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Surviving in the digital age—make sure you survive the next decade

JohnJ_1

Digital Thinking.jpgThere is no doubt, we’re living in remarkable digital times. In the past decade, we’ve experienced a host of incredible changes. Today, we are always connected (smart phones, social networks, persistent chat, etc.) and digitally integrated smart “things” anticipate our needs (thermostats, boarding passes, wearables, etc.). We talk to our computers on a regular basis (through the capabilities of Alexa, Google Now, Siri, Cortana, etc.). The victories of the digital revolution surround us. But the battles of digital revolution are being waged in companies and enterprises where very successful firms face becoming irrelevant if they do not react and respond to the market challenges that the digital revolution brings.

Netflix is a great example of how the battle of digital is disrupting the existing marketplace. Founded in 1997, they disrupted the legacy video rental business by offering DVDs by mail from their extensive library, delivering over 1 billion discs by 2007. The incumbent, Blockbuster was unable to respond in a timely manner. The company introduced DVD subscriptions in 2004 and today is nearly nonexistent.  

Netflix leaders learned the importance of speed and innovation in the digital era. In 2011, they launched their streaming service, and Reed Hastings, CEO explained,

“For the past five years, my greatest fear at Netflix has been that we wouldn't make the leap from success in DVDs to success in streaming. Most companies that are great at something—like AOL dialup or Borders bookstores—do not become great at new things people want (streaming for us) because they are afraid to hurt their initial business. Eventually these companies realize their error of not focusing enough on the new thing, and then the company fights desperately and hopelessly to recover. Companies rarely die from moving too fast, and they frequently die from moving too slowly.”

Netflix recognized the need to innovate and move faster than the competition.

In the digital revolution, the ability to maximize speed without sacrificing quality will determine the winners and losers. 

Netflix clearly has been a winner so far.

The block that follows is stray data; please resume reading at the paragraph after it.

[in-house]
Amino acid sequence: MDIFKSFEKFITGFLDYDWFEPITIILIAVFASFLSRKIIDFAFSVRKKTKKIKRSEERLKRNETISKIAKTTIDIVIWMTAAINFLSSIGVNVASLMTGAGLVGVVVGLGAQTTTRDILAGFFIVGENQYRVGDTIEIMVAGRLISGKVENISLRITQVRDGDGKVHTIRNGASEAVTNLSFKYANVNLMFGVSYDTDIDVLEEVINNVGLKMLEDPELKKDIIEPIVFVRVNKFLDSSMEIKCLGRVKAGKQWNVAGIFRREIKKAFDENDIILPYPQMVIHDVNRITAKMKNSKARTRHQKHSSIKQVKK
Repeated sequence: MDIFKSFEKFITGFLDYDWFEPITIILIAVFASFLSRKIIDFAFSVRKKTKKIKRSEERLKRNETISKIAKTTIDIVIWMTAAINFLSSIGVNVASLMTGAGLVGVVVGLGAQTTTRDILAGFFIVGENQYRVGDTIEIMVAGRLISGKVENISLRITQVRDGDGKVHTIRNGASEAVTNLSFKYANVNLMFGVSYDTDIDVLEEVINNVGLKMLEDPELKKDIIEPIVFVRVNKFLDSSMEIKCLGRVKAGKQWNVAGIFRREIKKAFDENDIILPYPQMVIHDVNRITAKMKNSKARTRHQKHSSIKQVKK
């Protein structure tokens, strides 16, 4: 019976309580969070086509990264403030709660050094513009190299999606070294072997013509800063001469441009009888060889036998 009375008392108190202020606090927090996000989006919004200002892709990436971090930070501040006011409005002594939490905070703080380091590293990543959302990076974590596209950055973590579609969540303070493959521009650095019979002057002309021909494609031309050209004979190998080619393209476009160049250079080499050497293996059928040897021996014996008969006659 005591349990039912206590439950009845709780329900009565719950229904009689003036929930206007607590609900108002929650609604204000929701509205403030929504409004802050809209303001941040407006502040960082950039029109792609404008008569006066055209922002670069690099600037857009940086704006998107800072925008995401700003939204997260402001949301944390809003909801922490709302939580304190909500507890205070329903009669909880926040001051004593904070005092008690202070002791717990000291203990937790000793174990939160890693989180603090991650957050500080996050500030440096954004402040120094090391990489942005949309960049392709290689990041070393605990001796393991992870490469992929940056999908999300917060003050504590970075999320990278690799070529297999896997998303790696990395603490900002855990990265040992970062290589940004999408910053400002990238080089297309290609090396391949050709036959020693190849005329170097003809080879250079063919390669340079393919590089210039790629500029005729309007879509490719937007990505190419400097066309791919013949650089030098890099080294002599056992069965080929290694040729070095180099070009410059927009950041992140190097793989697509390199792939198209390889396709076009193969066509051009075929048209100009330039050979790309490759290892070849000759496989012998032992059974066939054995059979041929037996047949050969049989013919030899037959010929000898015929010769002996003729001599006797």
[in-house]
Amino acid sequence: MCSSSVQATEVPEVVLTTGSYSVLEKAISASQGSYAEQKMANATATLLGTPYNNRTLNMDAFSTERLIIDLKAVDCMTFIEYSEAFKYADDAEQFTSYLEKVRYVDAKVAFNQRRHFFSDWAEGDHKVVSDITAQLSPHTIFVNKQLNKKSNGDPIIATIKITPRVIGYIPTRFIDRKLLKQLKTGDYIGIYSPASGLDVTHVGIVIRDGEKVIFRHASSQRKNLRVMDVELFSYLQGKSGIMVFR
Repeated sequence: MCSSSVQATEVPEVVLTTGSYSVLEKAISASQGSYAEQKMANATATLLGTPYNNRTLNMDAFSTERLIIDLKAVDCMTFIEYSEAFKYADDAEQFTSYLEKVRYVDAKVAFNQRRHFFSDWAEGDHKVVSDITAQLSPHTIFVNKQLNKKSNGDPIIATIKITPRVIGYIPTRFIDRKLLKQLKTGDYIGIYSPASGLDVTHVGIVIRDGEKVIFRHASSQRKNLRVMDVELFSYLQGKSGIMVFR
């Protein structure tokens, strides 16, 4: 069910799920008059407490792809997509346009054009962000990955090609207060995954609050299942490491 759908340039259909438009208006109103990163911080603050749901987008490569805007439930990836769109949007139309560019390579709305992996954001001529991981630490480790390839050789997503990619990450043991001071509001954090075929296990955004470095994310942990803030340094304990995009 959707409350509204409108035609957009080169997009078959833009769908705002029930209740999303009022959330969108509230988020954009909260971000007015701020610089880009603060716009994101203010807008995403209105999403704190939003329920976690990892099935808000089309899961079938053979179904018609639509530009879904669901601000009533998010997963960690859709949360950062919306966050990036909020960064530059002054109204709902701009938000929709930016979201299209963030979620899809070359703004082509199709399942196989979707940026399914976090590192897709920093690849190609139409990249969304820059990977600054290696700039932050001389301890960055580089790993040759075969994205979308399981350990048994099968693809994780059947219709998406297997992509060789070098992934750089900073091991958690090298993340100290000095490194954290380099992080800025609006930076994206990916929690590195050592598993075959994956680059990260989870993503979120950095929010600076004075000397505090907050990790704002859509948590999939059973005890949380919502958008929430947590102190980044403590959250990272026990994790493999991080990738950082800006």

The digital revolution is happening everywhere

Ridesharing (Uber, Lyft, BlaBla car, etc.) is a typical example of disruption. Consider education, where online and virtual classes upend existing university business models. Look at Amazon and bookstores, or even books themselves (e-readers). There are numerous examples of how a digital revolution leads to significant disruption in existing industries.

So, what can you do to prepare?

Start with the reality that change and disruption is inevitable for most businesses. Understand that IT is core to your business (Software is eating the world). The sooner that you can orient to this new reality, the sooner you can make the required changes to adapt and thrive. Once you have accomplished this mental shift, the way forward then is:

  1. Accelerate experimentation and innovation
    Test hypotheses about how to engage your customers with new and innovative products. Explore new business models. Consider MIT Sloan’s perspective on enduring principles in a digital revolution, and also explore how your existing business beliefs may be disrupted as well.
  2. Learn, decide and take action

The lessons of the past will not always be the solutions to the challenges we face in the future. As leaders, we need to embrace learning opportunities and when we find success, be prepared to seize the day and act. 

  1. Repeat
    The faster you can iterate, learn and react, then you will gain competitive advantage. Consider Col John Boyd’s OODA loop as a guide to succeeding in a digital revolution, where the challenges faced by fighter pilots is familiar to business leaders facing a digital disruption.

In the new world, it is not the big fish which eats the small fish, it’s the fast fish which eats the slow fish,” — Professor Klaus Schwab, Founder and Executive Chairman of the World Economic Forum.

 

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Learn more about how critical the digital revolution can be in our upcoming webinar “Digital or Dead,” where my friend Mike Shaw and IDC’s Thomas Meyer will share their insight about how important is for leaders to be ready for the digital revolution: “Digital or Dead” – July 12, 1300 GMT/1400 CMT 
Register here, as space is limited.

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JohnJ_1

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